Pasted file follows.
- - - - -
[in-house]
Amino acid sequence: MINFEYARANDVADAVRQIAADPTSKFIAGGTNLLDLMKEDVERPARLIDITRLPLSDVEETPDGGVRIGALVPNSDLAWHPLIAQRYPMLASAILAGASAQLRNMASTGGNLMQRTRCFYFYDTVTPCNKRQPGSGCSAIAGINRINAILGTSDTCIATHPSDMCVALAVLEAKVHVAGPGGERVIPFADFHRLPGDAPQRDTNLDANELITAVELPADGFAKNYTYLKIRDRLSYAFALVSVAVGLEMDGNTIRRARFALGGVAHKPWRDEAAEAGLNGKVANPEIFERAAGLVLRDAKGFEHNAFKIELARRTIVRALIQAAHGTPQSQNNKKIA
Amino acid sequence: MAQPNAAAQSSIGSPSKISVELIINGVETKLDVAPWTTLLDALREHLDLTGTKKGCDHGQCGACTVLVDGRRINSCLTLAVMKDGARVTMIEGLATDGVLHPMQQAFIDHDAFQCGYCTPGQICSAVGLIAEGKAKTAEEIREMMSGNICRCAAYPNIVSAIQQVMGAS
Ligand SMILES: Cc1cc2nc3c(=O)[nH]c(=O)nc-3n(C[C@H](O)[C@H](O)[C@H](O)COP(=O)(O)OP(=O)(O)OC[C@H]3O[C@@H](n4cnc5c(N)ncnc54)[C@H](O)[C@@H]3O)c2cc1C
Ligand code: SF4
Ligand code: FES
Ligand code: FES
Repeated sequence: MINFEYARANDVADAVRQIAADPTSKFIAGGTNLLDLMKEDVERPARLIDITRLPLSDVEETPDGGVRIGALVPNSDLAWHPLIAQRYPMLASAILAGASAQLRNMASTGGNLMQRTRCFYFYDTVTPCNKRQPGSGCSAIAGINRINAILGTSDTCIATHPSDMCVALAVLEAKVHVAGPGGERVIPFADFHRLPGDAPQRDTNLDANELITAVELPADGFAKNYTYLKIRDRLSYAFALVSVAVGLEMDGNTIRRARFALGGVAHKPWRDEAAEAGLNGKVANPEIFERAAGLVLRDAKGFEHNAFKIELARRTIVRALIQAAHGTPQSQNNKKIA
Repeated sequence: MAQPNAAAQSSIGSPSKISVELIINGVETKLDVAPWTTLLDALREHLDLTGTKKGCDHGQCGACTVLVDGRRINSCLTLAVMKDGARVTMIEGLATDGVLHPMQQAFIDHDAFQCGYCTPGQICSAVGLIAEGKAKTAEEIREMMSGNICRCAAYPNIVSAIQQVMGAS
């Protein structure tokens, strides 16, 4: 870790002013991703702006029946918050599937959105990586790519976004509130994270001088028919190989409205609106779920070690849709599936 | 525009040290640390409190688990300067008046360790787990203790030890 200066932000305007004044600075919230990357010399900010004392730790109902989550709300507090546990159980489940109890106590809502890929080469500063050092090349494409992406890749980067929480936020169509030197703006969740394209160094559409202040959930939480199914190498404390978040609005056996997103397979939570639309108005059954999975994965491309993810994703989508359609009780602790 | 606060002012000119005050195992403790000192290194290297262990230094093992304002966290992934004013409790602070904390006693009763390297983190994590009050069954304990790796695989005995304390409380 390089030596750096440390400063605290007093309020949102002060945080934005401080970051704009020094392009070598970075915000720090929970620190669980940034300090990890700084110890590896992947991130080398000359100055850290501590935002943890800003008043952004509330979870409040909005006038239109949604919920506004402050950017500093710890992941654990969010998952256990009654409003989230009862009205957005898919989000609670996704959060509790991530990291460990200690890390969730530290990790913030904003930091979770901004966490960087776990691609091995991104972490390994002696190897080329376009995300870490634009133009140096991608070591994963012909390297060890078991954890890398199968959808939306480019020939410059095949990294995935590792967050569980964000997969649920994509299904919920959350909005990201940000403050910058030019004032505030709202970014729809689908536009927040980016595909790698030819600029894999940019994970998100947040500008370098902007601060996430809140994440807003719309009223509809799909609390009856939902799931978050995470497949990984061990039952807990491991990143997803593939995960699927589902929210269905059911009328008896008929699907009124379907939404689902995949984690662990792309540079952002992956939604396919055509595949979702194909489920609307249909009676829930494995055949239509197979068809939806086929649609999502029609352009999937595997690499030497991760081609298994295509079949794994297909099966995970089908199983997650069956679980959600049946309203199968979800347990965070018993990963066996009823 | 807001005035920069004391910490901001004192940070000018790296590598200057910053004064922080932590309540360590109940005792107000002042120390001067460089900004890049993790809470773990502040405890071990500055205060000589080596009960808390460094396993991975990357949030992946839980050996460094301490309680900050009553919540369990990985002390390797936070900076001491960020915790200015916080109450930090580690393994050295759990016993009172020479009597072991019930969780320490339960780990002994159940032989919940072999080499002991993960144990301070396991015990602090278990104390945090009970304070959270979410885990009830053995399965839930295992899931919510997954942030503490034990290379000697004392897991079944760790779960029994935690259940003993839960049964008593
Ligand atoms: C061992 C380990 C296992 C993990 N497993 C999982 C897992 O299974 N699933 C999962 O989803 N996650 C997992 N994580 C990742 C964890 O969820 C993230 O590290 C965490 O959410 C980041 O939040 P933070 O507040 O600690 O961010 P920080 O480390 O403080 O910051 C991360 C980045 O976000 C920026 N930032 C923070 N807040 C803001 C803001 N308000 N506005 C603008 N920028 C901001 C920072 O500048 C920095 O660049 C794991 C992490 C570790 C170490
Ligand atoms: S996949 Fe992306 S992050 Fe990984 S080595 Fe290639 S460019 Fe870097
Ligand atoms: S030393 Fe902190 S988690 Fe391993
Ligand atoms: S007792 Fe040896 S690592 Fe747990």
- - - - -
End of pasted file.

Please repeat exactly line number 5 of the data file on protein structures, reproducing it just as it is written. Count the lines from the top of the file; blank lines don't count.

Ligand code: SF4